heroku-codeI still get a little chill down my spine every time I type “git push heroku master.” Why? I really do believe that someday all software deployments will be this easy, even in a private corporate environment.

For those of you not familiar with the magic of Heroku, now is a good time to check it out. Heroku is a mature Platform-as-a-Service (PaaS) offering that has been operating for almost seven years – the last four under the ownership of Salesforce.com.

The basic unit of abstraction in the Heroku platform is a “dyno.” Unlike a virtual machine, which often contains multiple apps, a dyno IS a single instance of an app. As such, it represents a much finer grained level of abstraction than a virtual machine. This is much more in line with how apps really get scaled and managed. For example, you might only need one database instance, two web servers, but three or more instances of your business logic. With Heroku, it’s easy to dynamically scale up each individual component of the larger system using dynos. The shared infrastructure built in to Heroku’s dynos also means you are not burdened with managing the underlying operating system and infrastructure like you are when everything is inside VMWare or raw Amazon Machines Instances (AMIs).

Heroku uses git to version and deploy your code so it’s very familiar to anyone used to command line development tools. The magic, however, comes with the ‘git push heroku master’ command which starts the deployment pipeline processing that detects what programming language you are using and auto-magically downloads and bundles up all the necessary third party packages needed to launch, run, and manage your app.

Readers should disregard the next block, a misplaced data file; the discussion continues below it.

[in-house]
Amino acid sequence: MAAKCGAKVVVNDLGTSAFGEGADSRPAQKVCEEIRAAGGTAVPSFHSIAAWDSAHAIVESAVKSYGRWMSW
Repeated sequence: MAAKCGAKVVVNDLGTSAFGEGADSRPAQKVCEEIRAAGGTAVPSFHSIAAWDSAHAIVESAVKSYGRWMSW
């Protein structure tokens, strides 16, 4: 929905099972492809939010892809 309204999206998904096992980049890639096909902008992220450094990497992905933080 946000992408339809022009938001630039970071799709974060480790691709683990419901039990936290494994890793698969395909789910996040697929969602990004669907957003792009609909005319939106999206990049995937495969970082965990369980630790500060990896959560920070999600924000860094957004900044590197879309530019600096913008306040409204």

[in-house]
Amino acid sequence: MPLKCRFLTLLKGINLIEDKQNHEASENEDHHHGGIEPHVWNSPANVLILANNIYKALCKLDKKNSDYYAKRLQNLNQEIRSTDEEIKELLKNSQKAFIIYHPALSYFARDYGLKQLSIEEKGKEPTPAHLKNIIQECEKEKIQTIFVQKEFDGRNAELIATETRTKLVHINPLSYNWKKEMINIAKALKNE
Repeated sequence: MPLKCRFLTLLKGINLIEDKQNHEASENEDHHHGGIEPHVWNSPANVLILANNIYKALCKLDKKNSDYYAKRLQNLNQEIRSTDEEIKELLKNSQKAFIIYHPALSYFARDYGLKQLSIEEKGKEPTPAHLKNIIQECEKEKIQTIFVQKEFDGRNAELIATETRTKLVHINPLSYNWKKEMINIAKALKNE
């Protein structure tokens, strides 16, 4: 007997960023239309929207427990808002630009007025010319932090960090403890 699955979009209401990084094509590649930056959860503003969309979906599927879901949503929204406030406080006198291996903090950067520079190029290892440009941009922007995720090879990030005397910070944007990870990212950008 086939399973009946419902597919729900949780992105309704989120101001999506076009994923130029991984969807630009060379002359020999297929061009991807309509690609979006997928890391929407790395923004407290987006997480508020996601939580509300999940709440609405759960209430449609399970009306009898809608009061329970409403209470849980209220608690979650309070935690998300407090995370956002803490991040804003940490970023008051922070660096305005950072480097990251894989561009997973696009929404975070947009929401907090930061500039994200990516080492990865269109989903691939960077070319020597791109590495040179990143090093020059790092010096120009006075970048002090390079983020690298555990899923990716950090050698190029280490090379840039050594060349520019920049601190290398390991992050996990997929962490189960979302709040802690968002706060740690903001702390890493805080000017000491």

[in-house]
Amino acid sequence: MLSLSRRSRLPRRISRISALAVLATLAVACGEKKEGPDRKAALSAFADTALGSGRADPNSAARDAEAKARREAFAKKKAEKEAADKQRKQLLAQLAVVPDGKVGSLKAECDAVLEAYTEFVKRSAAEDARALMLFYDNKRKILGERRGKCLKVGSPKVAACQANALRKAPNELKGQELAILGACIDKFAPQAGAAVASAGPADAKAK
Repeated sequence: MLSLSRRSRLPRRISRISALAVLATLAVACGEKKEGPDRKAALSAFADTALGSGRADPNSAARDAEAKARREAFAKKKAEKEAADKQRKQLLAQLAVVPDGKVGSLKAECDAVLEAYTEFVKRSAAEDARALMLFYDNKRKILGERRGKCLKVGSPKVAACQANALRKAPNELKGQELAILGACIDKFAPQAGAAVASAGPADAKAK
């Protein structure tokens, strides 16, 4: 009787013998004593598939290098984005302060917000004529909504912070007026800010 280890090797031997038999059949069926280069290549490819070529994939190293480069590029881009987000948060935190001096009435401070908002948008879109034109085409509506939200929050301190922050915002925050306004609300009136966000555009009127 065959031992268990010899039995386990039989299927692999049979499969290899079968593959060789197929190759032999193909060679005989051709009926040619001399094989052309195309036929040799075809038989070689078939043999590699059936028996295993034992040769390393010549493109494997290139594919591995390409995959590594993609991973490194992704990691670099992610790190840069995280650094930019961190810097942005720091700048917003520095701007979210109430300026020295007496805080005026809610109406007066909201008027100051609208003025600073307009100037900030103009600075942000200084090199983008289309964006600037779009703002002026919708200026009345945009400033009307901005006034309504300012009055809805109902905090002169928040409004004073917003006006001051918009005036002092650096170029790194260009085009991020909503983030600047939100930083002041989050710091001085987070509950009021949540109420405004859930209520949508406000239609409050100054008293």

Once deployed, you can continue to enhance your system by selecting third party add-ons which add powerful functionality to your apps. I personally use MongoLab (for MongoDB), Logentries (for Logging), and Auth0 (for SSO and User Management) but there are over 150 other useful add-ons to choose from for functions such as search, analytics, payment processing, and mobile infrastructure.

I have tested the Solace Node.js client libraries in Heroku as follows

1) create a simple pub/sub client app using the Solace JavaScript API and deploy it to Heroku
$ heroku login
$ npm install node-solclientjs- (get this from solace.com/api-download )
$ cd node_modules/solclient
$ vim example/pub.js examples/sub.js [edit first line to require("../lib/solclientjs.js") ]
$ vim example/arguments.json [edit to point to your own Solace Messaging Appliance or one of the public message-vpns on the internet]
$ git init
$ git add .
$ git commit -m "init"
$ heroku create
$ git push heroku master

2) start a shell in one dyno and subscribe
$ heroku run bash
> cd example
> node sub.js

3) start a shell in another dyno and publish
$ heroku run bash
> cd example
> node pub.js

Solace and Heroku are a great match: easy virtualized software meets easy virtualized hardware.


Solace technology enables open data movement by routing information between applications, devices and people across clouds using open APIs and protocols. Open data movement helps companies modernize legacy applications and successfully pursue analytics, big data, cloud computing and Internet of Things strategies. Innovators and leaders in a wide range of industries and around the world have used Solace technology to become more agile and efficient, to improve decision making and to offer their customers innovative data-driven services.